If this value for for the amount of primordial deuterium is correct, it would fit very well with the standard predictions of the big bang model for a value of n around two baryons per 10 billion photons (baryon: class of elementary particles that includes the proton, the neutron, and a large number of unstable, heavier particles, known as hyperons). With this value of n, the big bang predictions are also consistent with the amounts of lithium in the oldest stars and estimates of primordial helium seen in nearby metal-poor galaxies. Confirmation of this result would be fabulous news. It would verify that cosmologists understand what happened only one second after the beginning of the expansion of the universe. In addition it would indicate that the history of matter at great distances is like that of nearby matter, as assumed in the simplest possible model of the universe.
This estimate of n fits reasonably well with the number of baryons we actually see in the universe today. The observed density of photons calls for about one atom for every 10 cubic meters of space. This is about the same as the number of atoms counted directly by adding up all the matter in the known gas, stars, planets and dust, including the quasar absorbers themselves; there is not a huge reservoir of unseen baryons. At the same time, observations suggest that an enormous quantity of dark matter is necessary to explain the gravitational behavior of galaxies and their halos--at least 10 times the mean density of the visible baryons. Thus, our high deuterium abundance indicates that this mass is not made of ordinary atomic matter.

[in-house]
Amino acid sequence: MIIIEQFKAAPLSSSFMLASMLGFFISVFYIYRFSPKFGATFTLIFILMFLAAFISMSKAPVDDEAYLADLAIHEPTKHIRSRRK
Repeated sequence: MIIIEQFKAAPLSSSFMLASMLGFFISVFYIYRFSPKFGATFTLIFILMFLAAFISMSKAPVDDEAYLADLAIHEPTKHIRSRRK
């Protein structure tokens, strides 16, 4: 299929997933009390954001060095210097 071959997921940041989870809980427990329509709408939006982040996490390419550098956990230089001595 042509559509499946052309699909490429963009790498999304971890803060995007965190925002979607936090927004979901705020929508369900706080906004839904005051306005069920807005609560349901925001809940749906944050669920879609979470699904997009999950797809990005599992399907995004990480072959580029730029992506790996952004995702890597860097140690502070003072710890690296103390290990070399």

Cosmologists have proposed many candidates for such nonbaryonic forms
of dark matter. For example, the big bang predicts that the universe has
almost as many neutrinos left over as photons. If each one had even a
few billionths as much mass as a proton (equivalent to a few electron
volts), neutrinos would contribute to the universe roughly as much mass
as all the baryons put together. It is also possible that the early
universe created some kind of leftover particle that we have not been
able to produce in the laboratory. Either way, the big bang model,
anchored by observation, provides a framework for predicting the
astrophysical consequences of such new physical ideas.
CRAIG J. HOGAN studies the edge of the visible universe. He is chair of the astronomy department and professor in the departments of physics and astronomy at the University of Washington. Hogan grew up in Los Angeles and received his A.B. from Harvard College in 1976 and his Ph.D. from the University of Cambridge in 1980. After postdoctoral fellowships at the University of Chicago and the California Institute of Technology, he joined the faculty of Steward Observatory at the University of Arizona for five years. He moved to Seattle in 1990.